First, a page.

Parker's first marriage was to his high school sweetheart Rebecca Ruffin at the age of 16, but he left home (and family) for New York at age 20, according to PBS. His second marriage to Doris Sydnor in 1948 may have also been his last legal one, according to Charlie Parker, and it's likely he never actually divorced Ruffin. In 1950, he started living with Chan Berg, his common-law wife and eventual mother of two of his children, Pree and Baird. Because of his tangled web of wives, the process of settling Parker's estate after his untimely death was long and difficult.

Charlie Parker was pushed over the edge by personal tragedy

In March 1954, Charlie Parker's drug use was once again interrupting his ability to get a paycheck. Erratic behavior and arguments got him fired from two jobs in one week, according to The Guardian. Shortly after the second firing, Parker received word that his three-year-old daughter, Pree, had died. One of Parker's two children with Chan Berg, Pree was born with a congenital heart defect and passed away after being hospitalized during a long struggle with pneumonia. 

At the time, Parker was staying in Los Angeles. Upon receiving word that his daughter was dead, he drank heavily and sent a series of desperate telegrams to Chan before getting rid of his alcohol and heroin and returning to New York. The loss of Pree soon drove Bird to drink even heavier than before, and he attempted suicide by drinking iodine that year. Soon, he was again moved to a mental hospital, this time New York's Bellevue, and never returned to California. Within 12 months, he would be dead.

If you or anyone you know is having suicidal thoughts, please call the National Suicide Prevention Lifeline​ at​ 1-800-273-TALK (8255)​.

Charlie Parker died young under strange circumstances

It's safe to say that Charlie Parker never fully recovered from the loss of his daughter. The final year of his life was a steep and continued decline. Parker's alcohol and drug abuse became worse by the day, and he made his final recordings while confined in Bellevue, according to The Guardian. Almost exactly a year after Pree's death, the accumulation of health problems brought by such hard living as Bird's finally became too much. He died while staying in the hotel suite of a wealthy friend and benefactor, Baroness Pannonica de Koenigswarter. It was said that a thunderclap coincided with the moment of his passing, according to Bird: The Life.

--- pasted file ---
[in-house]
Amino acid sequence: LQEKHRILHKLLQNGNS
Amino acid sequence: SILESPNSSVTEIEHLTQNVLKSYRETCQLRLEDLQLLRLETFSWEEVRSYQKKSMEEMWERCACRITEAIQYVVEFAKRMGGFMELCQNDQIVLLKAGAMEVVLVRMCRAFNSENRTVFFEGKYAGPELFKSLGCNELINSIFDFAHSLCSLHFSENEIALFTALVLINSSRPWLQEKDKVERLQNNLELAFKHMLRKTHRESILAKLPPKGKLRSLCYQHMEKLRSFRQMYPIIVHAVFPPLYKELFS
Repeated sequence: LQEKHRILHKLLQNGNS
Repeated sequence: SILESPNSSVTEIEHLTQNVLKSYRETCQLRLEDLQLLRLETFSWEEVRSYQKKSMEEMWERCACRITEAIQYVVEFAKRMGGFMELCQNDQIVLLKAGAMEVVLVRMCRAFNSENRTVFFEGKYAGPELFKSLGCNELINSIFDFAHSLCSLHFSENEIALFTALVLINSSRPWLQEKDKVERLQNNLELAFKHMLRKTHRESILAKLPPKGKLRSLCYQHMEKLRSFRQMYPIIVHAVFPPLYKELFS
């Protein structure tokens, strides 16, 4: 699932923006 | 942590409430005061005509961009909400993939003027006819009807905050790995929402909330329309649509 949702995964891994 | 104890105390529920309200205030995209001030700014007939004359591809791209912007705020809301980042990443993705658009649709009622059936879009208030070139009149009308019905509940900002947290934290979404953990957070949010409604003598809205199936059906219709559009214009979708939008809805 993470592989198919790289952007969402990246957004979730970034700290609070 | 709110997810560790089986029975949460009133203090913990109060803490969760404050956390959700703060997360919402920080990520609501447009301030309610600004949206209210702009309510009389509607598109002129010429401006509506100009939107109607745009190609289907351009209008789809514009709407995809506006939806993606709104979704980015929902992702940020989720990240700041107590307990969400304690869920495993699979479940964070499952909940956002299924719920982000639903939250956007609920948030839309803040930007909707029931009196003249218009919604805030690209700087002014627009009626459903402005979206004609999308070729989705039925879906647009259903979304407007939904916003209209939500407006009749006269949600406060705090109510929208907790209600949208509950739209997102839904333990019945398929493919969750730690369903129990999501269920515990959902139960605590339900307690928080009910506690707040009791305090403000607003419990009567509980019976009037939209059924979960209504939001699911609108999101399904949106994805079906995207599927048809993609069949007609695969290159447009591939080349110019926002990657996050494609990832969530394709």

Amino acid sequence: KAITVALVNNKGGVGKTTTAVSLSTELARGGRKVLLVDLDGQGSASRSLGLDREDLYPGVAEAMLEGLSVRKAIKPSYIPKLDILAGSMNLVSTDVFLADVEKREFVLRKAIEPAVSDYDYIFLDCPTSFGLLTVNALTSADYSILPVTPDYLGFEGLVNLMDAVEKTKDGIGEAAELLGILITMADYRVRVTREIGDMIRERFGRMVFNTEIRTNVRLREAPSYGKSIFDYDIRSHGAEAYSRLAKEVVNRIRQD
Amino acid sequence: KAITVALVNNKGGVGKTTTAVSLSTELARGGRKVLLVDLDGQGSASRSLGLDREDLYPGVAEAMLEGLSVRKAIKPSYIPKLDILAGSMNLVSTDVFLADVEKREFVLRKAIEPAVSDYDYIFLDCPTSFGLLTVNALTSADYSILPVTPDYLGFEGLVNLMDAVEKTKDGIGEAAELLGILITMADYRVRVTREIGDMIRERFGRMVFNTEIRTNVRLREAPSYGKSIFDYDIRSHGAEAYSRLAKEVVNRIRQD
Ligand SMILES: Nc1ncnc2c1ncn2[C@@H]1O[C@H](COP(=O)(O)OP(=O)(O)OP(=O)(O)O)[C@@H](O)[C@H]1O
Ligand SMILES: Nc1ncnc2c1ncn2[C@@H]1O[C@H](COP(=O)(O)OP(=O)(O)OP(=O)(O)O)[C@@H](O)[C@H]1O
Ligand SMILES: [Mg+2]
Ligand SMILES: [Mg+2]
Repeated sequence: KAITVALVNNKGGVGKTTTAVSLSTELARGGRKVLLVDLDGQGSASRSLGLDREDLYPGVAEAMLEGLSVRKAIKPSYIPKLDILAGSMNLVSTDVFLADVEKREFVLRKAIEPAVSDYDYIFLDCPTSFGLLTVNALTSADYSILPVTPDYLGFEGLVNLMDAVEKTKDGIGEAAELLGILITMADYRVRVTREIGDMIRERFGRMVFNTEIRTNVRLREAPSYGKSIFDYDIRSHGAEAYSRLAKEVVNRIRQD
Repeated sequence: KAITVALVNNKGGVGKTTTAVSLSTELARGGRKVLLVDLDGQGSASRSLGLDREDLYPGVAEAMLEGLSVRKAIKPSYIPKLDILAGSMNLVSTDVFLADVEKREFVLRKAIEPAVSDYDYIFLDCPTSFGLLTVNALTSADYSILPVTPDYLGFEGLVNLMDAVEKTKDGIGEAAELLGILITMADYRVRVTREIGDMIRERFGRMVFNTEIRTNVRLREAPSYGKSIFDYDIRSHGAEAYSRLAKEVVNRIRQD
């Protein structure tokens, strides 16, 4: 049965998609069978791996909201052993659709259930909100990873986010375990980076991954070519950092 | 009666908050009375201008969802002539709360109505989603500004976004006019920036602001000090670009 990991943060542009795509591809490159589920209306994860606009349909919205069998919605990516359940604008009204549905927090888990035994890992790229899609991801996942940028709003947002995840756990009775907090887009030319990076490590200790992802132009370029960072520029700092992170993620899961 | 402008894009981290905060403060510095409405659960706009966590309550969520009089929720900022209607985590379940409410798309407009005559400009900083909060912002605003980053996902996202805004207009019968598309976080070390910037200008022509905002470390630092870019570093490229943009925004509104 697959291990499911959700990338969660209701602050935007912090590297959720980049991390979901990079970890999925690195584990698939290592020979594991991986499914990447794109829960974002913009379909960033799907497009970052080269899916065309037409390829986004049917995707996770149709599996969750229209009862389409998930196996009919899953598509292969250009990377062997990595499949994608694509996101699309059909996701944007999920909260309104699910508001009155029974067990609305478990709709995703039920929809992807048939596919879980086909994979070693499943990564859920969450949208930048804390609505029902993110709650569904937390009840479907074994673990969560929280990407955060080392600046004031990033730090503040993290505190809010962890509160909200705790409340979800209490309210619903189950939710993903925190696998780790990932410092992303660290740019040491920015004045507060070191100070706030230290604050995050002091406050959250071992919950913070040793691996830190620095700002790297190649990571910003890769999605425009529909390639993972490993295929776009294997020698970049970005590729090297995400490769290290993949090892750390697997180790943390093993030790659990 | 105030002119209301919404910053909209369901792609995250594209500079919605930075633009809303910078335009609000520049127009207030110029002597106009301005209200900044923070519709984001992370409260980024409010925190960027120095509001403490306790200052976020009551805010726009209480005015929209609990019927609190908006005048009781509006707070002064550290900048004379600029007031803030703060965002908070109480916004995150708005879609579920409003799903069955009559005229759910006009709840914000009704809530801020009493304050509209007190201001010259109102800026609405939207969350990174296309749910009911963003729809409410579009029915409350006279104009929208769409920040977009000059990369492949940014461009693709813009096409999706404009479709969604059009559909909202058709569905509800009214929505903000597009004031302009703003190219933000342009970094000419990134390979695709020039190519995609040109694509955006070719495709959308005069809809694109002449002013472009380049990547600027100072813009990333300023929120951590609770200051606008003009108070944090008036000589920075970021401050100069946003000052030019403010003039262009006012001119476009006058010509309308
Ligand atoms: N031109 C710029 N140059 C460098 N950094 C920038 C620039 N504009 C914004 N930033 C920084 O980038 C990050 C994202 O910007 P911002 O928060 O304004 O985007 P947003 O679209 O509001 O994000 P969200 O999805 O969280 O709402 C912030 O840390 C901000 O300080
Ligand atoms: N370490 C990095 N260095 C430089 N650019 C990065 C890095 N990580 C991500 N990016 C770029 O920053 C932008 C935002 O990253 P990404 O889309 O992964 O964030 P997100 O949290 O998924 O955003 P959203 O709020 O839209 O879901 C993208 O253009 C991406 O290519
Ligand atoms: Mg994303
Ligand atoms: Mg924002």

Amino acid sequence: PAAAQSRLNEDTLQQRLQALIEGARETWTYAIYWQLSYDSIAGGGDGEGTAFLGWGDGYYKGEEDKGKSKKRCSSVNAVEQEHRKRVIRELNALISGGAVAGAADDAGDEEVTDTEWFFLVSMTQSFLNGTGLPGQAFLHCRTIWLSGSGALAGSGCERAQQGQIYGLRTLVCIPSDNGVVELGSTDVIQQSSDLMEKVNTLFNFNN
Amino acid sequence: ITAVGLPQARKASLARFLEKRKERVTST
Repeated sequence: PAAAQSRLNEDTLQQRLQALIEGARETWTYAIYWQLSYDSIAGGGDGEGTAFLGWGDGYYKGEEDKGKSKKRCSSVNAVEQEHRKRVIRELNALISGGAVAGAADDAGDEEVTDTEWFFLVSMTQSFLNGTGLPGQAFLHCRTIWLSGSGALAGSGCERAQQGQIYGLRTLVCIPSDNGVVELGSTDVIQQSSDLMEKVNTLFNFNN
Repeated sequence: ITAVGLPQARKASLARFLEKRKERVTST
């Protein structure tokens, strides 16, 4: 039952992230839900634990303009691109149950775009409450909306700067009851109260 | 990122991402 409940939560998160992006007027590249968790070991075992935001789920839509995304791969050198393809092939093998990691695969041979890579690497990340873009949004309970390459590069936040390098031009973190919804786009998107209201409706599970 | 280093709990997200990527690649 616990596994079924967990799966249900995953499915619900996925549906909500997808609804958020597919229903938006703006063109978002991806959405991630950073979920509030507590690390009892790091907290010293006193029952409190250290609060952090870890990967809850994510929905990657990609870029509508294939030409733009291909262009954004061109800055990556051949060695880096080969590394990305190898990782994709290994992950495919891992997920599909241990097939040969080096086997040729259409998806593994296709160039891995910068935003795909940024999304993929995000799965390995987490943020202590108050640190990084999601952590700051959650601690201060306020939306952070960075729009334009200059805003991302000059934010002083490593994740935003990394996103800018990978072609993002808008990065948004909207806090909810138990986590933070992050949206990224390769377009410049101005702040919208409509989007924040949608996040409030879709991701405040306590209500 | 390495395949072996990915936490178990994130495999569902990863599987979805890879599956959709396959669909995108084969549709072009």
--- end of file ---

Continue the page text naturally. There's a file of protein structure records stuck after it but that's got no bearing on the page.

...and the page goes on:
The official cause of Parker's death was pneumonia and a bleeding ulcer, but he'd also had a heart attack and had been staying in the baroness' suite for several days prior to his death to recover from other illness. According to PBS, the coroner mistakenly believed he was between 50 and 60 years old, but he was only 34 when he died.

Arranging Charlie Parker's funeral was messy

In the wake of Charlie Parker's sudden, if not totally unexpected, death, complications began to arise immediately between the saxophonist's former wives. According to Bird: The Legend, Chan wanted to honor Parker's wish of a small, humble funeral and to not be buried in Kansas City, but Doris Parker soon arrived and began arranging for the opposite. The large lying-in-state and public viewing was met with mixed responses from Parker's friends and family, according to Bird: The Life. A song called "The Lost Chord" that played during the service was scoffed at, as Parker's peers and fans said Bird never lost a chord.

Parker died essentially broke, with nothing but a $1,000 life insurance policy for his family. When it was time to ship his body back to Kansas for burial (against Parker and Chan's wishes but in keeping with his mother's), close friend and collaborator Dizzy Gillespie offered to help pay for the cost of shipment. Benefit concerts and memorial albums soon began to spring up with the hope of establishing a trust fund for Parker's children, but the heavy hand of the record companies would ensure that little money actually made its way to the family.

Charlie Parker's death made a huge impact, but not always in a good way

After Charlie Parker died, legions of hipsters and beats mourned publicly, taking to the streets and writing messages like "Bird Lives" all over public spaces for weeks afterward, according to Bird: The Legend. While the music world grieved Parker's passing and his legendary stature ballooned even further overnight, very little of Bird's success would be translated into financial security for his family. Chan remarked at his funeral that some of Parker's pallbearers had been the same people who took advantage of him financially, and this, unfortunately, proved to be the case as the legal complexities of Parker's estate continued to unwind. Out of the string of memorial concerts and albums after he died, none of the money went to his kids or wives, and his mother received maybe $500 in all, according to Bird Lives.

Though he showed little restraint or caution in his own life, Charlie Parker wanted to stop younger musicians from idolizing him, especially when it came to his heroin habit. But the opposite ended up happening, and new waves of jazz musicians continued to gamble with heroin in pursuit of becoming the next Bird. His legacy, like his estate, relationships, and health, remains as complicated and fascinating as the bold improvisations he delivered with his sax.